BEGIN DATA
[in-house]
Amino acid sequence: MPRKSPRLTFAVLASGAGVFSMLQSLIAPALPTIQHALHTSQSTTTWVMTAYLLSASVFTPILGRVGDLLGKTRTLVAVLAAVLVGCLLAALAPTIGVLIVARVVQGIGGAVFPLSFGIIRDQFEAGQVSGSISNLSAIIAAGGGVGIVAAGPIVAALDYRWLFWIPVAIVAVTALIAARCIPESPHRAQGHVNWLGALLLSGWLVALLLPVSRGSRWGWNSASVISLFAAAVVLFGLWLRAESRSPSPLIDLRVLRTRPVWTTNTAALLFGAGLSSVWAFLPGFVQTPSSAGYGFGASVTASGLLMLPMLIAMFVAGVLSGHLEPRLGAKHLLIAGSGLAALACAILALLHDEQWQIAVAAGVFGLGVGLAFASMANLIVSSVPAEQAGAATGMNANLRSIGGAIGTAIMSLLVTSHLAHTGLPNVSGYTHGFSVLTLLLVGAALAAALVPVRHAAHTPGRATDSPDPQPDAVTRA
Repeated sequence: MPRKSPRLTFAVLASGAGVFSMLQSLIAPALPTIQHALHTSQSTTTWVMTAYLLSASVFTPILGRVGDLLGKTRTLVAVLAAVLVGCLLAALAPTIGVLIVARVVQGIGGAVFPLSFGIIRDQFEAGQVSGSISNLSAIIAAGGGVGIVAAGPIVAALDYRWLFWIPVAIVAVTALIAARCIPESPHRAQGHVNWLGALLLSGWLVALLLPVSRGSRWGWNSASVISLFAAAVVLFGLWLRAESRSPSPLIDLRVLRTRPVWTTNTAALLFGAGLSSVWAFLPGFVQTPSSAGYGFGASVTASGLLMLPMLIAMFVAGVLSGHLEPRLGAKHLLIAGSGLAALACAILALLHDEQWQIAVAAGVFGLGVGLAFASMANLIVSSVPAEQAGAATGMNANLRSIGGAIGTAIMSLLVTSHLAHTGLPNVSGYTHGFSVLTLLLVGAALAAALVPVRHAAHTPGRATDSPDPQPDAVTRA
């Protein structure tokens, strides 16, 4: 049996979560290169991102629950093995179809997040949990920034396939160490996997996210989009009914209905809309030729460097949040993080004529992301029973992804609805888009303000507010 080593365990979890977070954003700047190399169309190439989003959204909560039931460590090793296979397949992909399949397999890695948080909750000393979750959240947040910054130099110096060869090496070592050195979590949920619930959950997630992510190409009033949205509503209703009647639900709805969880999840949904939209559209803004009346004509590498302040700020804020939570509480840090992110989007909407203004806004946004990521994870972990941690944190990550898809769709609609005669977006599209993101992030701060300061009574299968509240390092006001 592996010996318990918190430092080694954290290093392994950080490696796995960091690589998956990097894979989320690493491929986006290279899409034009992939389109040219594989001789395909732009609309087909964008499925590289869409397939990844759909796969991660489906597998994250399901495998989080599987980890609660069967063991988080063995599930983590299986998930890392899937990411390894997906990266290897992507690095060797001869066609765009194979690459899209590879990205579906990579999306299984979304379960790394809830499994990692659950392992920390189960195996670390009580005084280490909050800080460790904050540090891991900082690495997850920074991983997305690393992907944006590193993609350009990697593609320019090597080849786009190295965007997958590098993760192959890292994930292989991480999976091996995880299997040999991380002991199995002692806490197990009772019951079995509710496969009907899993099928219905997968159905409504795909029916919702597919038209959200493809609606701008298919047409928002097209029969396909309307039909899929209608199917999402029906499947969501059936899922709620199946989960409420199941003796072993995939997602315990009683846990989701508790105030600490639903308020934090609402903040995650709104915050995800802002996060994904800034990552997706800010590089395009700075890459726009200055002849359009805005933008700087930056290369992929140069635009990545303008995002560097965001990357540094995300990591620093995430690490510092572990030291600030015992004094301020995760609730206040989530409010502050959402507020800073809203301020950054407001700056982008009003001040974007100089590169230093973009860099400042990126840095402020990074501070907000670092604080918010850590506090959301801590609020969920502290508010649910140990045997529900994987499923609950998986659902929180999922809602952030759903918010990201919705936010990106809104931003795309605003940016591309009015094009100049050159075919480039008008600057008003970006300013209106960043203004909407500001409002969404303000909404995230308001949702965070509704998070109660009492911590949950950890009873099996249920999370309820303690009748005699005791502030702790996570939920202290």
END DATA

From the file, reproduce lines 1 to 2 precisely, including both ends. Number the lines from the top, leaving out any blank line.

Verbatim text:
[in-house]
Amino acid sequence: MPRKSPRLTFAVLASGAGVFSMLQSLIAPALPTIQHALHTSQSTTTWVMTAYLLSASVFTPILGRVGDLLGKTRTLVAVLAAVLVGCLLAALAPTIGVLIVARVVQGIGGAVFPLSFGIIRDQFEAGQVSGSISNLSAIIAAGGGVGIVAAGPIVAALDYRWLFWIPVAIVAVTALIAARCIPESPHRAQGHVNWLGALLLSGWLVALLLPVSRGSRWGWNSASVISLFAAAVVLFGLWLRAESRSPSPLIDLRVLRTRPVWTTNTAALLFGAGLSSVWAFLPGFVQTPSSAGYGFGASVTASGLLMLPMLIAMFVAGVLSGHLEPRLGAKHLLIAGSGLAALACAILALLHDEQWQIAVAAGVFGLGVGLAFASMANLIVSSVPAEQAGAATGMNANLRSIGGAIGTAIMSLLVTSHLAHTGLPNVSGYTHGFSVLTLLLVGAALAAALVPVRHAAHTPGRATDSPDPQPDAVTRA